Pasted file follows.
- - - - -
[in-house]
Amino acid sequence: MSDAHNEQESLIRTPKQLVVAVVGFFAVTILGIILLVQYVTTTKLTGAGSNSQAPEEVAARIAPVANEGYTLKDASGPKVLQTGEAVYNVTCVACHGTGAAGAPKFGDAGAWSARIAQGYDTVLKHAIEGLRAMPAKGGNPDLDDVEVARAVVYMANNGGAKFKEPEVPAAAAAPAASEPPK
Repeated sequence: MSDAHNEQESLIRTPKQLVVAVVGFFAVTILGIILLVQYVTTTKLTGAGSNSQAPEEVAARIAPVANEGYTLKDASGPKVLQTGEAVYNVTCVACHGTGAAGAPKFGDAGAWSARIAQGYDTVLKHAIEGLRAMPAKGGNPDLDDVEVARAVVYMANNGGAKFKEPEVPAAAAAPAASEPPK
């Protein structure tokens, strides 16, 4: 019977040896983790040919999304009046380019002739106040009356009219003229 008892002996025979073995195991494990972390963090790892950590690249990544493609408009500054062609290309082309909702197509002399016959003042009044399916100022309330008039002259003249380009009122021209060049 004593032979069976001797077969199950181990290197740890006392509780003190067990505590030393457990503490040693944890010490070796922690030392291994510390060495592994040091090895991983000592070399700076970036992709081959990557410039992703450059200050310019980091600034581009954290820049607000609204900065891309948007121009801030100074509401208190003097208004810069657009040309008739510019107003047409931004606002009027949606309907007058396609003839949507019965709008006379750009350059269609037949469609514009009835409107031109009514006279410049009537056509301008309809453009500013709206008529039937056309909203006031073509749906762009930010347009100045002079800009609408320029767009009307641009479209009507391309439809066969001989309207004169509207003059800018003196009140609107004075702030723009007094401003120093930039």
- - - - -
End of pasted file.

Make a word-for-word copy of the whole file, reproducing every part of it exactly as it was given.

[in-house]
Amino acid sequence: MSDAHNEQESLIRTPKQLVVAVVGFFAVTILGIILLVQYVTTTKLTGAGSNSQAPEEVAARIAPVANEGYTLKDASGPKVLQTGEAVYNVTCVACHGTGAAGAPKFGDAGAWSARIAQGYDTVLKHAIEGLRAMPAKGGNPDLDDVEVARAVVYMANNGGAKFKEPEVPAAAAAPAASEPPK
Repeated sequence: MSDAHNEQESLIRTPKQLVVAVVGFFAVTILGIILLVQYVTTTKLTGAGSNSQAPEEVAARIAPVANEGYTLKDASGPKVLQTGEAVYNVTCVACHGTGAAGAPKFGDAGAWSARIAQGYDTVLKHAIEGLRAMPAKGGNPDLDDVEVARAVVYMANNGGAKFKEPEVPAAAAAPAASEPPK
């Protein structure tokens, strides 16, 4: 019977040896983790040919999304009046380019002739106040009356009219003229 008892002996025979073995195991494990972390963090790892950590690249990544493609408009500054062609290309082309909702197509002399016959003042009044399916100022309330008039002259003249380009009122021209060049 004593032979069976001797077969199950181990290197740890006392509780003190067990505590030393457990503490040693944890010490070796922690030392291994510390060495592994040091090895991983000592070399700076970036992709081959990557410039992703450059200050310019980091600034581009954290820049607000609204900065891309948007121009801030100074509401208190003097208004810069657009040309008739510019107003047409931004606002009027949606309907007058396609003839949507019965709008006379750009350059269609037949469609514009009835409107031109009514006279410049009537056509301008309809453009500013709206008529039937056309909203006031073509749906762009930010347009100045002079800009609408320029767009009307641009479209009507391309439809066969001989309207004169509207003059800018003196009140609107004075702030723009007094401003120093930039």